There exist additional interests to consider in making this decision: the interest of the citizens of the Commonwealth of Kentucky to be assured that its publicly elected officials are being honest in their representations; the interest of grand jurors, whose service is compelled, to be certain their work is not mischaracterized by the very prosecutors on whom they relied to advise them; and, the interest of all citizens to have confidence in the integrity of the justice system. Considering those interests, there is no doubt that justice requires disclosure of the grand jury proceedings in this case.”
O’Connell goes on to say that there are not practical considerations that preclude against the release of the grand jury information.
“[T]here can be little concern that additional witnesses will be deterred from coming forward,” the order explains, before criticizing Cameron again. “At least, there is little concern that releasing the remaining undisclosed grand jury proceedings would create that effect. Rather, it is more likely that the already highly public nature of this matter (generated in part by the attorney general’s own press releases, interviews and press conferences), and not the release of grand jury proceedings, would have that consequence.”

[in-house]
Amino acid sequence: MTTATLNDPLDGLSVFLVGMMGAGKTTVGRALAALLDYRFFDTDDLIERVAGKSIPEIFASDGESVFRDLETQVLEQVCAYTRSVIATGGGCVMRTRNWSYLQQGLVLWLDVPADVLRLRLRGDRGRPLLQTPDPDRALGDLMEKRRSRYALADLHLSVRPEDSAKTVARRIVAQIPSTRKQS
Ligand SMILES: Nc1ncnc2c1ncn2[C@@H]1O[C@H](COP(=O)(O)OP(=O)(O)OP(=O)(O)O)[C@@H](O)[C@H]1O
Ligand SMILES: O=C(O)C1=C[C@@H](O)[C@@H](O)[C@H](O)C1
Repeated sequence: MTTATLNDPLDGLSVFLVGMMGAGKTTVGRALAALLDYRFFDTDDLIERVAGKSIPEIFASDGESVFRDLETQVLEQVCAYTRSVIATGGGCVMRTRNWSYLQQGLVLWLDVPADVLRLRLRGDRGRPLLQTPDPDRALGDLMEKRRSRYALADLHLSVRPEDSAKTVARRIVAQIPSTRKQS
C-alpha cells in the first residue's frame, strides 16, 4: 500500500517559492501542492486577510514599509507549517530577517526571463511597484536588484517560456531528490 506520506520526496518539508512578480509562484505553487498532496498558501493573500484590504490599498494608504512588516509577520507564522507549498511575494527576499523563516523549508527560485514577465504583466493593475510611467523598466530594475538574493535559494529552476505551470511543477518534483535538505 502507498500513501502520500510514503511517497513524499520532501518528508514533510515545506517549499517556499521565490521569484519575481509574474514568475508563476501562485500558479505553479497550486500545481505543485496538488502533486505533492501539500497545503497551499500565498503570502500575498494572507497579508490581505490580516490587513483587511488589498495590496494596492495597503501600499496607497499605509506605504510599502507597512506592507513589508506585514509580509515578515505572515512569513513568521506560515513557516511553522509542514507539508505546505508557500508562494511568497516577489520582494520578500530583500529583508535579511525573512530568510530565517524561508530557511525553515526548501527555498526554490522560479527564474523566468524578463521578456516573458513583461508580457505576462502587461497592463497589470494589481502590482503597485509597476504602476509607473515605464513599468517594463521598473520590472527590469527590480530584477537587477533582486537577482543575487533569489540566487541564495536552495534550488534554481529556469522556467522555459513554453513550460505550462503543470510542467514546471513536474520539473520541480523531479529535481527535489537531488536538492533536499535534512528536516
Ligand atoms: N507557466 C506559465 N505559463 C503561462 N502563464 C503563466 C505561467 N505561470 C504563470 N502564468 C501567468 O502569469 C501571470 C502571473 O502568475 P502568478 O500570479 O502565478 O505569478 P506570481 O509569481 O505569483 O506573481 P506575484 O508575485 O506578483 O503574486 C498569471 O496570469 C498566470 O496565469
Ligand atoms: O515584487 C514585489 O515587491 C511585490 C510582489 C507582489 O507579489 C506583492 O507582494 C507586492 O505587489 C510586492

On early Tuesday morning, National Review published a story on how the attorney general was subject to what he called “beyond the pale” racist attacks for being a Black conservative and for his decision-making in the Breonna Taylor case.
The judge’s ruling also makes clear that the identities and personal information of the grand jurors will still remain secret but provides that any grand juror who wishes “to do so” may speak out either anonymously or by revealing their identity. For those would-be grand jurors in the latter column, however, O’Connell cautioned that such a move would invite extreme media and public scrutiny.